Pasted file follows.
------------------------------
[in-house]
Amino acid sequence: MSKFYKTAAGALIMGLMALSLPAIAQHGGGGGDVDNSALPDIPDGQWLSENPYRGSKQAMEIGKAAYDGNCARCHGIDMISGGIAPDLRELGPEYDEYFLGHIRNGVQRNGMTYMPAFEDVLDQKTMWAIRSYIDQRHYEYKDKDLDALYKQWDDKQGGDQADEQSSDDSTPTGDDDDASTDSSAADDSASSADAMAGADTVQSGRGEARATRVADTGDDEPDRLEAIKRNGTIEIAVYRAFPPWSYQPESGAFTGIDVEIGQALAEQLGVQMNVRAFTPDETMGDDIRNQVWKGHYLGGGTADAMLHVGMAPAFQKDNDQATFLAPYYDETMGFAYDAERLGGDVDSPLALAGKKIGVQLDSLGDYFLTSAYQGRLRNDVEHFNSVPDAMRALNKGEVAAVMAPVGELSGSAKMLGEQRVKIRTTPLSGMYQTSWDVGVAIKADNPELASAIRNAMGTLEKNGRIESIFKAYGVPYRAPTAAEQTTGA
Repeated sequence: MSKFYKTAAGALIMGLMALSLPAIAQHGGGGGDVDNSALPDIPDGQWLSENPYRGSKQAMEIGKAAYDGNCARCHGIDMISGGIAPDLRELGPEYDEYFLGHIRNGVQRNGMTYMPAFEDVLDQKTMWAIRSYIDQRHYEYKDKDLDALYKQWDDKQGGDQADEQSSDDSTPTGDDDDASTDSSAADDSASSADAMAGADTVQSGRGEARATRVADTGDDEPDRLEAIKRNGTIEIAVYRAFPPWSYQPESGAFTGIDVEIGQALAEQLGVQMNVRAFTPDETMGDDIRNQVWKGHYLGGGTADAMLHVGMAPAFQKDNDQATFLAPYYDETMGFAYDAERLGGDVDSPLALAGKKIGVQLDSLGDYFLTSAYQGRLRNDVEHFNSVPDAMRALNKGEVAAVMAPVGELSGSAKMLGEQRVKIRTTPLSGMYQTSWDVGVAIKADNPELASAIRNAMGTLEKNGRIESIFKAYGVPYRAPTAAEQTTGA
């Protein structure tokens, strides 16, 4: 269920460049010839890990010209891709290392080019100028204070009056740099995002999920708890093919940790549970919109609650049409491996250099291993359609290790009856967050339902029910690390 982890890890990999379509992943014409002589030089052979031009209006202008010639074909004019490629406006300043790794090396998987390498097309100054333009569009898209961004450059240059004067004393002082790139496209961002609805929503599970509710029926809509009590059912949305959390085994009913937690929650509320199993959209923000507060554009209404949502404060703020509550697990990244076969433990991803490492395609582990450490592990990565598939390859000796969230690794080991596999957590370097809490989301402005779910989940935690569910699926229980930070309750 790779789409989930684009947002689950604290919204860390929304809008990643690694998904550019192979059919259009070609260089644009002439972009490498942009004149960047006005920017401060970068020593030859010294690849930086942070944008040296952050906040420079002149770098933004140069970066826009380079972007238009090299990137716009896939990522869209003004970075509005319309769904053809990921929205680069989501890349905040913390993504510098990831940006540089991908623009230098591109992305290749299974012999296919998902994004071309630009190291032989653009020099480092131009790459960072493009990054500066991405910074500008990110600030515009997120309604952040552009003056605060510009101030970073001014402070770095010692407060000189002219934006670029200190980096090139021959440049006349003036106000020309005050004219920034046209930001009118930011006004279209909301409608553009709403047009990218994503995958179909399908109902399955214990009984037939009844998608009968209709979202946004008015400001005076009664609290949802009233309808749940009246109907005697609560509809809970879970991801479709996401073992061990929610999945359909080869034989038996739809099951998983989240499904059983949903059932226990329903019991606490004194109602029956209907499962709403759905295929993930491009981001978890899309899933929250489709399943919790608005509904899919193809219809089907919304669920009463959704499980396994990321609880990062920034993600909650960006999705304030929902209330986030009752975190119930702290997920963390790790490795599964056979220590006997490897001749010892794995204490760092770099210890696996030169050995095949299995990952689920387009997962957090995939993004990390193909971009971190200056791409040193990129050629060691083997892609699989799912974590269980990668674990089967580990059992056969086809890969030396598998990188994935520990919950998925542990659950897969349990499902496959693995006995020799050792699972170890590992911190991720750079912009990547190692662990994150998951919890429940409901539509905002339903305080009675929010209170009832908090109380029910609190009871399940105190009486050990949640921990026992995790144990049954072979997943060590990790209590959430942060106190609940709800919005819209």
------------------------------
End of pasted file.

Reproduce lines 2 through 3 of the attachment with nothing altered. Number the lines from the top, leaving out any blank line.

Amino acid sequence: MSKFYKTAAGALIMGLMALSLPAIAQHGGGGGDVDNSALPDIPDGQWLSENPYRGSKQAMEIGKAAYDGNCARCHGIDMISGGIAPDLRELGPEYDEYFLGHIRNGVQRNGMTYMPAFEDVLDQKTMWAIRSYIDQRHYEYKDKDLDALYKQWDDKQGGDQADEQSSDDSTPTGDDDDASTDSSAADDSASSADAMAGADTVQSGRGEARATRVADTGDDEPDRLEAIKRNGTIEIAVYRAFPPWSYQPESGAFTGIDVEIGQALAEQLGVQMNVRAFTPDETMGDDIRNQVWKGHYLGGGTADAMLHVGMAPAFQKDNDQATFLAPYYDETMGFAYDAERLGGDVDSPLALAGKKIGVQLDSLGDYFLTSAYQGRLRNDVEHFNSVPDAMRALNKGEVAAVMAPVGELSGSAKMLGEQRVKIRTTPLSGMYQTSWDVGVAIKADNPELASAIRNAMGTLEKNGRIESIFKAYGVPYRAPTAAEQTTGA
Repeated sequence: MSKFYKTAAGALIMGLMALSLPAIAQHGGGGGDVDNSALPDIPDGQWLSENPYRGSKQAMEIGKAAYDGNCARCHGIDMISGGIAPDLRELGPEYDEYFLGHIRNGVQRNGMTYMPAFEDVLDQKTMWAIRSYIDQRHYEYKDKDLDALYKQWDDKQGGDQADEQSSDDSTPTGDDDDASTDSSAADDSASSADAMAGADTVQSGRGEARATRVADTGDDEPDRLEAIKRNGTIEIAVYRAFPPWSYQPESGAFTGIDVEIGQALAEQLGVQMNVRAFTPDETMGDDIRNQVWKGHYLGGGTADAMLHVGMAPAFQKDNDQATFLAPYYDETMGFAYDAERLGGDVDSPLALAGKKIGVQLDSLGDYFLTSAYQGRLRNDVEHFNSVPDAMRALNKGEVAAVMAPVGELSGSAKMLGEQRVKIRTTPLSGMYQTSWDVGVAIKADNPELASAIRNAMGTLEKNGRIESIFKAYGVPYRAPTAAEQTTGA